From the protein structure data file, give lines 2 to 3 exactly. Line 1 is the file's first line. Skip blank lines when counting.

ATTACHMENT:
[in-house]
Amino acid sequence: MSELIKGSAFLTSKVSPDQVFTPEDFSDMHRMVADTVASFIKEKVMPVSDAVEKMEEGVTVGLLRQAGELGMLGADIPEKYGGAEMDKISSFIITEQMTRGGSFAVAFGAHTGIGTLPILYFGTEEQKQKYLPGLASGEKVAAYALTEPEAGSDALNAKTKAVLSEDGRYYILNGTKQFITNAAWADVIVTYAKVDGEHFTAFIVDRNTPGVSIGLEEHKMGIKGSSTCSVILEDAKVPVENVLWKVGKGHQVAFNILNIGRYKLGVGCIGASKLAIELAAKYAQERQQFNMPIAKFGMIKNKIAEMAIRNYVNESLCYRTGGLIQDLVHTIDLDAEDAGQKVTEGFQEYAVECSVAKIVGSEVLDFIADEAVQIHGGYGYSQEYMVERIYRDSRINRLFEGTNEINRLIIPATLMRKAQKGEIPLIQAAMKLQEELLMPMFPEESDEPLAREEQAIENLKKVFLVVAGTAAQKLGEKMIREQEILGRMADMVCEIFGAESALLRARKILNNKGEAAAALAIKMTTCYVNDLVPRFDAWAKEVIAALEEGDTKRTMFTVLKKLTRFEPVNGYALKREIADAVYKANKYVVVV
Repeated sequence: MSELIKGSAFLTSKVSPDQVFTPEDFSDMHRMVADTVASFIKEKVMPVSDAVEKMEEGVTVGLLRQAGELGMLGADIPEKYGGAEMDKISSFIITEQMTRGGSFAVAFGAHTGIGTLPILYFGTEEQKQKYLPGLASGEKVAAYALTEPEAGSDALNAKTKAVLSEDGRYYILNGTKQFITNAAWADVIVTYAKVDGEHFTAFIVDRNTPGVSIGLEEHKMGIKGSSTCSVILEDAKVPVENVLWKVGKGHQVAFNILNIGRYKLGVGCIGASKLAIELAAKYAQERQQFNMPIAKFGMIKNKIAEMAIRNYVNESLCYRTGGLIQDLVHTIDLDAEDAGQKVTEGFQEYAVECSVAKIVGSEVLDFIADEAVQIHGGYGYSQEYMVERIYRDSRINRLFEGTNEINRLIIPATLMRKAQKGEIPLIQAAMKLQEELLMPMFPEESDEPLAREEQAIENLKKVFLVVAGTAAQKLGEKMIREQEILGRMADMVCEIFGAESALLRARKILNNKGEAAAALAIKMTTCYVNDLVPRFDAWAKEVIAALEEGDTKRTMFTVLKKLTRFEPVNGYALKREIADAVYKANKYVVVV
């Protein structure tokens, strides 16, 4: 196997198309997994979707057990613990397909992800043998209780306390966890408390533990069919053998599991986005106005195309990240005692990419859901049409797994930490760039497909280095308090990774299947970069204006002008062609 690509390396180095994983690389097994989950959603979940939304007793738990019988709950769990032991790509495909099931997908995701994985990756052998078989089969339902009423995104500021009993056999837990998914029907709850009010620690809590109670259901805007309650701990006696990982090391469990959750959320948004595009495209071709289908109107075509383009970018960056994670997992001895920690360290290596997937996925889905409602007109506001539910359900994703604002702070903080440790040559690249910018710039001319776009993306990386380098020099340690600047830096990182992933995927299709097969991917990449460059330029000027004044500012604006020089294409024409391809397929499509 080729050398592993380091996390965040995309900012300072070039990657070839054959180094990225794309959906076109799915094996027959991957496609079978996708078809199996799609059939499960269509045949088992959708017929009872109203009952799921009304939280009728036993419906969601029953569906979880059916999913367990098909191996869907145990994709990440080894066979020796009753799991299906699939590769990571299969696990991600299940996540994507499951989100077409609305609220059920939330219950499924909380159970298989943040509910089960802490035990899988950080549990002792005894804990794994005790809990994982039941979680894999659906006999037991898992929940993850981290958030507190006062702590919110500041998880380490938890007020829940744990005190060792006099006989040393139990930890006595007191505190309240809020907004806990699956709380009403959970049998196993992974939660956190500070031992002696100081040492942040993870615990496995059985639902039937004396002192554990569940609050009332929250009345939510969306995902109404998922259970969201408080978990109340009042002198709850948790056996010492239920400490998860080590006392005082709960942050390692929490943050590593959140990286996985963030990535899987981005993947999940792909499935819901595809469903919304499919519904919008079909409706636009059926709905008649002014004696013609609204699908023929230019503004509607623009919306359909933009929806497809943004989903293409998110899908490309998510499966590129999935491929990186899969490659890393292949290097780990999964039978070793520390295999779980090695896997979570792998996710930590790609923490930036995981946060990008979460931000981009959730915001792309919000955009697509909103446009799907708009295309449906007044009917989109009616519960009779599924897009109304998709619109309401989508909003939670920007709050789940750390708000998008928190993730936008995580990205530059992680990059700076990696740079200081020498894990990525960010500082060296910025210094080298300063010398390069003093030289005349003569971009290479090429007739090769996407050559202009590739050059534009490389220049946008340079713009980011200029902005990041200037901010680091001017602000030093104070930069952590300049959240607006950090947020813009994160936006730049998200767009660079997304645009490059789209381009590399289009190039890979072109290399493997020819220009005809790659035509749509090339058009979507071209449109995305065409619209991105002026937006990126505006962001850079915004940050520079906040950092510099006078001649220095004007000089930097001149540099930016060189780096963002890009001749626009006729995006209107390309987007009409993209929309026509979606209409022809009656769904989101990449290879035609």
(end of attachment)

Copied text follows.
Amino acid sequence: MSELIKGSAFLTSKVSPDQVFTPEDFSDMHRMVADTVASFIKEKVMPVSDAVEKMEEGVTVGLLRQAGELGMLGADIPEKYGGAEMDKISSFIITEQMTRGGSFAVAFGAHTGIGTLPILYFGTEEQKQKYLPGLASGEKVAAYALTEPEAGSDALNAKTKAVLSEDGRYYILNGTKQFITNAAWADVIVTYAKVDGEHFTAFIVDRNTPGVSIGLEEHKMGIKGSSTCSVILEDAKVPVENVLWKVGKGHQVAFNILNIGRYKLGVGCIGASKLAIELAAKYAQERQQFNMPIAKFGMIKNKIAEMAIRNYVNESLCYRTGGLIQDLVHTIDLDAEDAGQKVTEGFQEYAVECSVAKIVGSEVLDFIADEAVQIHGGYGYSQEYMVERIYRDSRINRLFEGTNEINRLIIPATLMRKAQKGEIPLIQAAMKLQEELLMPMFPEESDEPLAREEQAIENLKKVFLVVAGTAAQKLGEKMIREQEILGRMADMVCEIFGAESALLRARKILNNKGEAAAALAIKMTTCYVNDLVPRFDAWAKEVIAALEEGDTKRTMFTVLKKLTRFEPVNGYALKREIADAVYKANKYVVVV
Repeated sequence: MSELIKGSAFLTSKVSPDQVFTPEDFSDMHRMVADTVASFIKEKVMPVSDAVEKMEEGVTVGLLRQAGELGMLGADIPEKYGGAEMDKISSFIITEQMTRGGSFAVAFGAHTGIGTLPILYFGTEEQKQKYLPGLASGEKVAAYALTEPEAGSDALNAKTKAVLSEDGRYYILNGTKQFITNAAWADVIVTYAKVDGEHFTAFIVDRNTPGVSIGLEEHKMGIKGSSTCSVILEDAKVPVENVLWKVGKGHQVAFNILNIGRYKLGVGCIGASKLAIELAAKYAQERQQFNMPIAKFGMIKNKIAEMAIRNYVNESLCYRTGGLIQDLVHTIDLDAEDAGQKVTEGFQEYAVECSVAKIVGSEVLDFIADEAVQIHGGYGYSQEYMVERIYRDSRINRLFEGTNEINRLIIPATLMRKAQKGEIPLIQAAMKLQEELLMPMFPEESDEPLAREEQAIENLKKVFLVVAGTAAQKLGEKMIREQEILGRMADMVCEIFGAESALLRARKILNNKGEAAAALAIKMTTCYVNDLVPRFDAWAKEVIAALEEGDTKRTMFTVLKKLTRFEPVNGYALKREIADAVYKANKYVVVV